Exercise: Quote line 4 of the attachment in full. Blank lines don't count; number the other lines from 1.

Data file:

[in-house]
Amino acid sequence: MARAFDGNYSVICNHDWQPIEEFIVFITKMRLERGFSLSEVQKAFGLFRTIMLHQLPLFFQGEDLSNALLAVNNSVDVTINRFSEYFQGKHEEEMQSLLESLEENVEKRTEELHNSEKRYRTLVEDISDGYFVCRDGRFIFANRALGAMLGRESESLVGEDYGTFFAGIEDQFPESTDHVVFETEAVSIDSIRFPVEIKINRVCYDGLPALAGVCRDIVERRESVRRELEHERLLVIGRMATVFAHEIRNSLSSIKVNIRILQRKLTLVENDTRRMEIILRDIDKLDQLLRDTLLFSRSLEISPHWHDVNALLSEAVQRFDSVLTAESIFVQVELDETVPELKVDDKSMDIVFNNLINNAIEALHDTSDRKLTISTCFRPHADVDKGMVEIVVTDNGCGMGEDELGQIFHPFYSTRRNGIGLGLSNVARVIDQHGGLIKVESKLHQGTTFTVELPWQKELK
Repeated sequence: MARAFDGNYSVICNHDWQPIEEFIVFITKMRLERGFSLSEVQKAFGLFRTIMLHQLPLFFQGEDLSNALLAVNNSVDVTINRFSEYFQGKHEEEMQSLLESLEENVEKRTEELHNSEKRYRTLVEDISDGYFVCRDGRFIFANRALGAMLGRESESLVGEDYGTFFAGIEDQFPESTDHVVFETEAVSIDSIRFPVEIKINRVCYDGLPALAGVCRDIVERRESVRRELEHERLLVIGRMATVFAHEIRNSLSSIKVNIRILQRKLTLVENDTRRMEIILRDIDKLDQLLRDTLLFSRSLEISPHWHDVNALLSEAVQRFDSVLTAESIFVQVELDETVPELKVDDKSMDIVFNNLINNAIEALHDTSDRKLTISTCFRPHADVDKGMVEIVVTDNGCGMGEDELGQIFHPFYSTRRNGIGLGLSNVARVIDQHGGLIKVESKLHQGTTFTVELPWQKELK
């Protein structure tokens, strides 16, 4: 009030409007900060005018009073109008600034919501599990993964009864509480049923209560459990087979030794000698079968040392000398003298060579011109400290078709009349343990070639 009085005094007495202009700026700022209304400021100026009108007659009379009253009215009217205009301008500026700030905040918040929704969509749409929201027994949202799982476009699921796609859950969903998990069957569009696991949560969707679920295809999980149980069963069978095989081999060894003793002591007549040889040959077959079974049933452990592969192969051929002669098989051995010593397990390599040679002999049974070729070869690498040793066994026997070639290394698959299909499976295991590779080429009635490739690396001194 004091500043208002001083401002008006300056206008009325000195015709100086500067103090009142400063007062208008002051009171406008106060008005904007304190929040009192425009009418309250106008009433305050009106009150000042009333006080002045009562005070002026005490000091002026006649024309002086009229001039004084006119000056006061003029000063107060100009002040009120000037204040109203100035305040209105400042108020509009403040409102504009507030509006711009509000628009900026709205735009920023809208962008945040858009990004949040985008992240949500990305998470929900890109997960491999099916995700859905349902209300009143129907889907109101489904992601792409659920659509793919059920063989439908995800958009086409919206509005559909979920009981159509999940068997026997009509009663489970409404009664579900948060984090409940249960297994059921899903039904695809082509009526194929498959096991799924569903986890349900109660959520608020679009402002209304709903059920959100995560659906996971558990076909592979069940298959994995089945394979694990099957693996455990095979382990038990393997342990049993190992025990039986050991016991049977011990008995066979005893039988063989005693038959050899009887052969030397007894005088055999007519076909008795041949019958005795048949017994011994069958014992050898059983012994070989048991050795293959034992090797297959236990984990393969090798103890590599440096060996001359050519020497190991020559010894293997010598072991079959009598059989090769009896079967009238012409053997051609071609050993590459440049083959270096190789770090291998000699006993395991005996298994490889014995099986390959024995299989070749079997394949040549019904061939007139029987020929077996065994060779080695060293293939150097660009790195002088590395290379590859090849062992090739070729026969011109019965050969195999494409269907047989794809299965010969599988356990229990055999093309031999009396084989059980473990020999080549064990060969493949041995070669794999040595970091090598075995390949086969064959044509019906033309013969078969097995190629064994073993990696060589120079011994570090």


């Protein structure tokens, strides 16, 4: 009030409007900060005018009073109008600034919501599990993964009864509480049923209560459990087979030794000698079968040392000398003298060579011109400290078709009349343990070639 009085005094007495202009700026700022209304400021100026009108007659009379009253009215009217205009301008500026700030905040918040929704969509749409929201027994949202799982476009699921796609859950969903998990069957569009696991949560969707679920295809999980149980069963069978095989081999060894003793002591007549040889040959077959079974049933452990592969192969051929002669098989051995010593397990390599040679002999049974070729070869690498040793066994026997070639290394698959299909499976295991590779080429009635490739690396001194 004091500043208002001083401002008006300056206008009325000195015709100086500067103090009142400063007062208008002051009171406008106060008005904007304190929040009192425009009418309250106008009433305050009106009150000042009333006080002045009562005070002026005490000091002026006649024309002086009229001039004084006119000056006061003029000063107060100009002040009120000037204040109203100035305040209105400042108020509009403040409102504009507030509006711009509000628009900026709205735009920023809208962008945040858009990004949040985008992240949500990305998470929900890109997960491999099916995700859905349902209300009143129907889907109101489904992601792409659920659509793919059920063989439908995800958009086409919206509005559909979920009981159509999940068997026997009509009663489970409404009664579900948060984090409940249960297994059921899903039904695809082509009526194929498959096991799924569903986890349900109660959520608020679009402002209304709903059920959100995560659906996971558990076909592979069940298959994995089945394979694990099957693996455990095979382990038990393997342990049993190992025990039986050991016991049977011990008995066979005893039988063989005693038959050899009887052969030397007894005088055999007519076909008795041949019958005795048949017994011994069958014992050898059983012994070989048991050795293959034992090797297959236990984990393969090798103890590599440096060996001359050519020497190991020559010894293997010598072991079959009598059989090769009896079967009238012409053997051609071609050993590459440049083959270096190789770090291998000699006993395991005996298994490889014995099986390959024995299989070749079997394949040549019904061939007139029987020929077996065994060779080695060293293939150097660009790195002088590395290379590859090849062992090739070729026969011109019965050969195999494409269907047989794809299965010969599988356990229990055999093309031999009396084989059980473990020999080549064990060969493949041995070669794999040595970091090598075995390949086969064959044509019906033309013969078969097995190629064994073993990696060589120079011994570090």